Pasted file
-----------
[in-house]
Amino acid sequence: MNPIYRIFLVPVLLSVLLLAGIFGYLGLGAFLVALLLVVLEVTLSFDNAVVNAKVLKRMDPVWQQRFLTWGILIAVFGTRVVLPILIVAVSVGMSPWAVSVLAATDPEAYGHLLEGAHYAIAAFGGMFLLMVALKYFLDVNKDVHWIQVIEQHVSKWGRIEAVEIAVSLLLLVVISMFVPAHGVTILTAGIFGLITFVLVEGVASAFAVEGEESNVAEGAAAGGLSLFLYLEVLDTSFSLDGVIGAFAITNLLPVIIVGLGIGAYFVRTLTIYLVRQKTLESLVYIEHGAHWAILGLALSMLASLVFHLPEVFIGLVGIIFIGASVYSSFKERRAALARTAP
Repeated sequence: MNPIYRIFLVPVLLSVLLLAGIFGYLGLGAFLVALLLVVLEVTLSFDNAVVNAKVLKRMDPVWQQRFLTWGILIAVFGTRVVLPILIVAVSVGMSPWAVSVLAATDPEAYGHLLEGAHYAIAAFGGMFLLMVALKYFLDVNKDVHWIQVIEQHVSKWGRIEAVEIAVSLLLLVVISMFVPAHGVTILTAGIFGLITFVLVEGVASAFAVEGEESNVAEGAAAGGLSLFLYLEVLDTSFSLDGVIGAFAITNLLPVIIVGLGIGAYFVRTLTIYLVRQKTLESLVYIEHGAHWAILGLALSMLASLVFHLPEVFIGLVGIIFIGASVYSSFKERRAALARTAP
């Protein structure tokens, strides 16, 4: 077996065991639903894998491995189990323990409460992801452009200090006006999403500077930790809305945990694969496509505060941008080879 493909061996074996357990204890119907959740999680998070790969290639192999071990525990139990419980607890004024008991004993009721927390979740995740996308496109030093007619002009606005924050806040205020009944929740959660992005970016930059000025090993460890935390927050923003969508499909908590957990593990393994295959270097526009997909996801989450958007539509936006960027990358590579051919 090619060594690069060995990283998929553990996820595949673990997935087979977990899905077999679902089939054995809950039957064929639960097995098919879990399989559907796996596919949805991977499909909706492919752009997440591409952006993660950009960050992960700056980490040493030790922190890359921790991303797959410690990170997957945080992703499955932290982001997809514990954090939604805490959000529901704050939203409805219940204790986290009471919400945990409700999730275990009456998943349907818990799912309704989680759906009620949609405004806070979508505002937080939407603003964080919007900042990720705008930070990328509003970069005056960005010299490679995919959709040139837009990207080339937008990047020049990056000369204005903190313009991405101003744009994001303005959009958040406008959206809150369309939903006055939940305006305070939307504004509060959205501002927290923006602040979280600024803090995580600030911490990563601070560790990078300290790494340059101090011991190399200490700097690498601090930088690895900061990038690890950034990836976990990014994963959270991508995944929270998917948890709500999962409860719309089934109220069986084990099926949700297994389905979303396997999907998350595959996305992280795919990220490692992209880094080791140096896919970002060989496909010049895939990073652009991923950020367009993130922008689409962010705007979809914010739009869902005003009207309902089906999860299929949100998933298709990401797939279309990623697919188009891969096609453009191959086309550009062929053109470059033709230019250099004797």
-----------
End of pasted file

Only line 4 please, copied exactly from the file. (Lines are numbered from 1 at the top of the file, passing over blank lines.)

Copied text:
């Protein structure tokens, strides 16, 4: 077996065991639903894998491995189990323990409460992801452009200090006006999403500077930790809305945990694969496509505060941008080879 493909061996074996357990204890119907959740999680998070790969290639192999071990525990139990419980607890004024008991004993009721927390979740995740996308496109030093007619002009606005924050806040205020009944929740959660992005970016930059000025090993460890935390927050923003969508499909908590957990593990393994295959270097526009997909996801989450958007539509936006960027990358590579051919 090619060594690069060995990283998929553990996820595949673990997935087979977990899905077999679902089939054995809950039957064929639960097995098919879990399989559907796996596919949805991977499909909706492919752009997440591409952006993660950009960050992960700056980490040493030790922190890359921790991303797959410690990170997957945080992703499955932290982001997809514990954090939604805490959000529901704050939203409805219940204790986290009471919400945990409700999730275990009456998943349907818990799912309704989680759906009620949609405004806070979508505002937080939407603003964080919007900042990720705008930070990328509003970069005056960005010299490679995919959709040139837009990207080339937008990047020049990056000369204005903190313009991405101003744009994001303005959009958040406008959206809150369309939903006055939940305006305070939307504004509060959205501002927290923006602040979280600024803090995580600030911490990563601070560790990078300290790494340059101090011991190399200490700097690498601090930088690895900061990038690890950034990836976990990014994963959270991508995944929270998917948890709500999962409860719309089934109220069986084990099926949700297994389905979303396997999907998350595959996305992280795919990220490692992209880094080791140096896919970002060989496909010049895939990073652009991923950020367009993130922008689409962010705007979809914010739009869902005003009207309902089906999860299929949100998933298709990401797939279309990623697919188009891969096609453009191959086309550009062929053109470059033709230019250099004797």